THOMIRE Pierre Philippe (sculpteur, bronzier) (Paris, 1751 ; Paris, 1843)

vers 1812
bronze (doré) H. 78 cm (coupe centrale) ; H. 62 cm (coupes) ; L. 215 cm (plateau) ; D. 61 cm (petit plateau)
inv. 712.1
legs Marmottan Paul (testateur) (1932 acquis)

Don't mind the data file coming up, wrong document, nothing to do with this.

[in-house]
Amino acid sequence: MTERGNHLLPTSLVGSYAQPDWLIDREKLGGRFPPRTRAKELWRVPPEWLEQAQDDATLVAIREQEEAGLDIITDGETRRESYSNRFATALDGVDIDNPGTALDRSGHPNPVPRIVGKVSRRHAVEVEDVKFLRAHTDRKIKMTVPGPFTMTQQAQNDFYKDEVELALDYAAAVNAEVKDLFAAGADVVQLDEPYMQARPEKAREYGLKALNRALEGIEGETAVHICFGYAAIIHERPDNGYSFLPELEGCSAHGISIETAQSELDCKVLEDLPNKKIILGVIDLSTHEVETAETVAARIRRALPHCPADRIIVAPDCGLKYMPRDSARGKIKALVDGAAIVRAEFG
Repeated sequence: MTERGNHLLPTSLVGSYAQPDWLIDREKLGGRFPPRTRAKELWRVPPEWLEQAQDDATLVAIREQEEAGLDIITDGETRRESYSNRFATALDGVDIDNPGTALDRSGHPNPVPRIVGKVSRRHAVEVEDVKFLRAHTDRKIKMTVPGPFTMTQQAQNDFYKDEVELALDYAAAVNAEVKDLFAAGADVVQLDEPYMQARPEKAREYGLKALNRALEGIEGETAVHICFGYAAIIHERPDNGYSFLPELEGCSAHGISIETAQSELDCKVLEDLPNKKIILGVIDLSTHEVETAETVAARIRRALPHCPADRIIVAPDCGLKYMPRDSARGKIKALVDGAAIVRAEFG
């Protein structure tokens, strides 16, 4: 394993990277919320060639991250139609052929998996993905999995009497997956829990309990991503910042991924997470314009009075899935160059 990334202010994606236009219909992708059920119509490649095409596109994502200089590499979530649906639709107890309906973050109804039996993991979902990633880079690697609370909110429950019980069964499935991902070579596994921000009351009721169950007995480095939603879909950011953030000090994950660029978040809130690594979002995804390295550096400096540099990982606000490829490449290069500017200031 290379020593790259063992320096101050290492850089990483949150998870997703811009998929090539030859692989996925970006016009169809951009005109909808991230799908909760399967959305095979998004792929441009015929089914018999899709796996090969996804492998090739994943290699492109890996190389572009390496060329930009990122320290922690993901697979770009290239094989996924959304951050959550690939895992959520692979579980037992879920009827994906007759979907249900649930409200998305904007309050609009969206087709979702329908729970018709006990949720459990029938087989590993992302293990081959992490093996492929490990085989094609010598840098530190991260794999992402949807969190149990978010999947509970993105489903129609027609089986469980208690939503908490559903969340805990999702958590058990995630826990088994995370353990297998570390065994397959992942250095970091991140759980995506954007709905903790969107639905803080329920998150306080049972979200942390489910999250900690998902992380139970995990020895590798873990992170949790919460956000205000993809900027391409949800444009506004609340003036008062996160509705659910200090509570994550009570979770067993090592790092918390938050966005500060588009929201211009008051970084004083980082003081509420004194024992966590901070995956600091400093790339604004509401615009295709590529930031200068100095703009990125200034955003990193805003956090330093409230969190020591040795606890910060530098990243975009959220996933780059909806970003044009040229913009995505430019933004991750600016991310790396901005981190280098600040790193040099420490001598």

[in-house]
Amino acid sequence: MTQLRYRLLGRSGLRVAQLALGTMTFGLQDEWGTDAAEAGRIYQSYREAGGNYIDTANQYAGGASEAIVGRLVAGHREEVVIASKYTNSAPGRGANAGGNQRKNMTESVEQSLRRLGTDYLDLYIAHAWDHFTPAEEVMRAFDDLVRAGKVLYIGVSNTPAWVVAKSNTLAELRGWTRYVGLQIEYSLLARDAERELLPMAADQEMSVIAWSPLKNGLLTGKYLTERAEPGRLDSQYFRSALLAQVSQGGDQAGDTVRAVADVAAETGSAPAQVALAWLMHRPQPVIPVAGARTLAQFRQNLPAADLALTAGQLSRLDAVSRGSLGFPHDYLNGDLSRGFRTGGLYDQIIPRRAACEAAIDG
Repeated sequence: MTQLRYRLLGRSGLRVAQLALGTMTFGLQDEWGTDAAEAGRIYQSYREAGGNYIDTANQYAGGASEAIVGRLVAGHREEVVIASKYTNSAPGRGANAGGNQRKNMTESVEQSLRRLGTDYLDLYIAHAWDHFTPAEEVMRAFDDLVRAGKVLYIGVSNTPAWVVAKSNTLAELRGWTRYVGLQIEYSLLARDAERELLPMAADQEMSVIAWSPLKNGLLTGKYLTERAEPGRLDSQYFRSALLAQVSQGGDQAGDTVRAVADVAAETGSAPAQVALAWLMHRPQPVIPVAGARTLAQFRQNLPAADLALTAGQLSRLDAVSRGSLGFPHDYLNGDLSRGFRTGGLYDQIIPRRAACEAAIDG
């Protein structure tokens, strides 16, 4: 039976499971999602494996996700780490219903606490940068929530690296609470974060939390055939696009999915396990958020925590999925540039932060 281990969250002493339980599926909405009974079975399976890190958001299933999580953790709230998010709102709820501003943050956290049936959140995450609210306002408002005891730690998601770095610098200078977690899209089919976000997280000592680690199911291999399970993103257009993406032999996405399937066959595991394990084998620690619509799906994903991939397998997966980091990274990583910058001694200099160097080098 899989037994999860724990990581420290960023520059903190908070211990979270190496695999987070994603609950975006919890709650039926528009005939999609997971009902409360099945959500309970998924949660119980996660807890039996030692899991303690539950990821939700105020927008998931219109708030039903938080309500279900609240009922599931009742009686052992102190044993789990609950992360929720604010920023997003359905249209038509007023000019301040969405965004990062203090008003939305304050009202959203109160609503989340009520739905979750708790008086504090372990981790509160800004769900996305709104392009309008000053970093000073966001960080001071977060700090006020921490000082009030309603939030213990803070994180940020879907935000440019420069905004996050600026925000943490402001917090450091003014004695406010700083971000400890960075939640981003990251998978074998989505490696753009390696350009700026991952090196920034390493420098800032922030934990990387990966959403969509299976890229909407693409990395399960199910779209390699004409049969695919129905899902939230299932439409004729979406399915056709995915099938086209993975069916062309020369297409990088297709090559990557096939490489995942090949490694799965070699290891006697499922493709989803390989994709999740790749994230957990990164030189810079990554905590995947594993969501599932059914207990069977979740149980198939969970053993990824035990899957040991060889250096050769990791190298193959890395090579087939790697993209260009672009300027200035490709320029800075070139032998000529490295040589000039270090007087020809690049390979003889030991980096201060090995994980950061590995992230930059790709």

Awonderful example of the goldsmith’s art, this big centerpiece in gilt bronze comprises eight distinct elements. Three trays, two circular pieces, and an oblong one in three parts all have mirror glass bottoms and are edged with vine branches. On the biggest one, the border is punctuated by putti and by four figures representing the four seasons on pedestals decorated with antique braziers. Two Medici vases mark the extremities. The central element comprises the Three Graces, after Antonio Canova, dancing on a triangular base decorated with Bacchic allusions and supporting a basket from which emerge nine lights. Two other bowls, each with six arms of light, are supported by women bearing torches, based on a model by Pierre Paul Prud’hon, with children carrying garlands of flowers around the bases. Finally, two large candelabras display Victories with butterfly wings holding bowls of fruit from which, edged by subtly intertwining garlands of foliage, six lights emerge. This centerpiece was inherited by Jules Marmottan and was traditionally said to have belonged to Lucien Bonaparte, Napoleon’s second brother. It illustrates the monumentality of Parisian gold work dedicated to the splendors of the table, work that in the early 19th century was much in demand at European courts in such countries as the Netherlands and Russia, and even at President James Monroe’s White House.